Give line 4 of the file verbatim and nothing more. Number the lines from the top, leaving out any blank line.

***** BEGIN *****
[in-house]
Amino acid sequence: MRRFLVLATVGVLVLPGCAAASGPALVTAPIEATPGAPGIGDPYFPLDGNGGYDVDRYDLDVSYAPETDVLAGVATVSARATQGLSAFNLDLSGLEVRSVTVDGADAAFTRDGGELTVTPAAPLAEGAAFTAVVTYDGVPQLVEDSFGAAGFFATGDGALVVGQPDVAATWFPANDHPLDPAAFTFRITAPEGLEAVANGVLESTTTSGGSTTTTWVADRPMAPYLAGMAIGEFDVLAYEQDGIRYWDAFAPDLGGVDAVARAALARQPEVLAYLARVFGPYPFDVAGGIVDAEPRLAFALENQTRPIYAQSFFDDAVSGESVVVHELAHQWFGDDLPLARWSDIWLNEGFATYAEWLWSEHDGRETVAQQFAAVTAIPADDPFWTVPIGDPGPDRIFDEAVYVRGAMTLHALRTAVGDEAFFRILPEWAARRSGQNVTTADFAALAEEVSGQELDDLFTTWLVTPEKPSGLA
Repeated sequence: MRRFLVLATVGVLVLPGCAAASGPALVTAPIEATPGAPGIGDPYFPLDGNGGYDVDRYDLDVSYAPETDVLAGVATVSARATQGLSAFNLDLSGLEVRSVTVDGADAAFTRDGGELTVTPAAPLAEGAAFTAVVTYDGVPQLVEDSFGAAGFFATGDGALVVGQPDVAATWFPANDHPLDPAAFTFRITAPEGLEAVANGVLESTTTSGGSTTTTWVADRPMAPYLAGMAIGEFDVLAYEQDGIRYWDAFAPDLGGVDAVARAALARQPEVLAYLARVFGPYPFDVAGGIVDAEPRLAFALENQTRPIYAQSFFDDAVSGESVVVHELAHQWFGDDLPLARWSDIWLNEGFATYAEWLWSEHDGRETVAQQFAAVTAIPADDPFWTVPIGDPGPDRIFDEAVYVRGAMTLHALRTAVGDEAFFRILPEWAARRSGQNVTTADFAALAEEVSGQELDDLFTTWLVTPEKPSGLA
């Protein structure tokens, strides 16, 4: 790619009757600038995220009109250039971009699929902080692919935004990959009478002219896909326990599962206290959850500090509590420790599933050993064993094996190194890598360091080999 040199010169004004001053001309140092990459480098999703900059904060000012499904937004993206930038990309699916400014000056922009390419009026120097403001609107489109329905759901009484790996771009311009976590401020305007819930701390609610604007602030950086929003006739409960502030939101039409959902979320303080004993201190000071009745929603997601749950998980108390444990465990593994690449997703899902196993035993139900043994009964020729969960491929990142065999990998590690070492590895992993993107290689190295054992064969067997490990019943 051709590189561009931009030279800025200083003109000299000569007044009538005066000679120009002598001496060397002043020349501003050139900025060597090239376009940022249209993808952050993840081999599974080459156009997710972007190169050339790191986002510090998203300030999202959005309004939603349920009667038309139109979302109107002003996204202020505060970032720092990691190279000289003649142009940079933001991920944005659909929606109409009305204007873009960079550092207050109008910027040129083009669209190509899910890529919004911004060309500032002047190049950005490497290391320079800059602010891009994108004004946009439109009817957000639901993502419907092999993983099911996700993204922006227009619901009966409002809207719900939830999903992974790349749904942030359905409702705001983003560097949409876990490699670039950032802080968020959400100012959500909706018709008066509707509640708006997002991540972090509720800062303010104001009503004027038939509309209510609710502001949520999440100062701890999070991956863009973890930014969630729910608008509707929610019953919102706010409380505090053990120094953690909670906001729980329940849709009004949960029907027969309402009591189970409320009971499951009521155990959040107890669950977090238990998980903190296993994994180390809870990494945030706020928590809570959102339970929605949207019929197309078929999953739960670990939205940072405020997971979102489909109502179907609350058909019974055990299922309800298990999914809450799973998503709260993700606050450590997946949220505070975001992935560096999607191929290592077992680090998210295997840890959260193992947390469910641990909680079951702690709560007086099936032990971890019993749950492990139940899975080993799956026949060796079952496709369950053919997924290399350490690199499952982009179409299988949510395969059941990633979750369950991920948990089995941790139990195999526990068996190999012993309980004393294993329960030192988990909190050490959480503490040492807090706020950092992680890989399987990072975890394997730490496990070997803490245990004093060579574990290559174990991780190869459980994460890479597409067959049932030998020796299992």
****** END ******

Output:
């Protein structure tokens, strides 16, 4: 790619009757600038995220009109250039971009699929902080692919935004990959009478002219896909326990599962206290959850500090509590420790599933050993064993094996190194890598360091080999 040199010169004004001053001309140092990459480098999703900059904060000012499904937004993206930038990309699916400014000056922009390419009026120097403001609107489109329905759901009484790996771009311009976590401020305007819930701390609610604007602030950086929003006739409960502030939101039409959902979320303080004993201190000071009745929603997601749950998980108390444990465990593994690449997703899902196993035993139900043994009964020729969960491929990142065999990998590690070492590895992993993107290689190295054992064969067997490990019943 051709590189561009931009030279800025200083003109000299000569007044009538005066000679120009002598001496060397002043020349501003050139900025060597090239376009940022249209993808952050993840081999599974080459156009997710972007190169050339790191986002510090998203300030999202959005309004939603349920009667038309139109979302109107002003996204202020505060970032720092990691190279000289003649142009940079933001991920944005659909929606109409009305204007873009960079550092207050109008910027040129083009669209190509899910890529919004911004060309500032002047190049950005490497290391320079800059602010891009994108004004946009439109009817957000639901993502419907092999993983099911996700993204922006227009619901009966409002809207719900939830999903992974790349749904942030359905409702705001983003560097949409876990490699670039950032802080968020959400100012959500909706018709008066509707509640708006997002991540972090509720800062303010104001009503004027038939509309209510609710502001949520999440100062701890999070991956863009973890930014969630729910608008509707929610019953919102706010409380505090053990120094953690909670906001729980329940849709009004949960029907027969309402009591189970409320009971499951009521155990959040107890669950977090238990998980903190296993994994180390809870990494945030706020928590809570959102339970929605949207019929197309078929999953739960670990939205940072405020997971979102489909109502179907609350058909019974055990299922309800298990999914809450799973998503709260993700606050450590997946949220505070975001992935560096999607191929290592077992680090998210295997840890959260193992947390469910641990909680079951702690709560007086099936032990971890019993749950492990139940899975080993799956026949060796079952496709369950053919997924290399350490690199499952982009179409299988949510395969059941990633979750369950991920948990089995941790139990195999526990068996190999012993309980004393294993329960030192988990909190050490959480503490040492807090706020950092992680890989399987990072975890394997730490496990070997803490245990004093060579574990290559174990991780190869459980994460890479597409067959049932030998020796299992």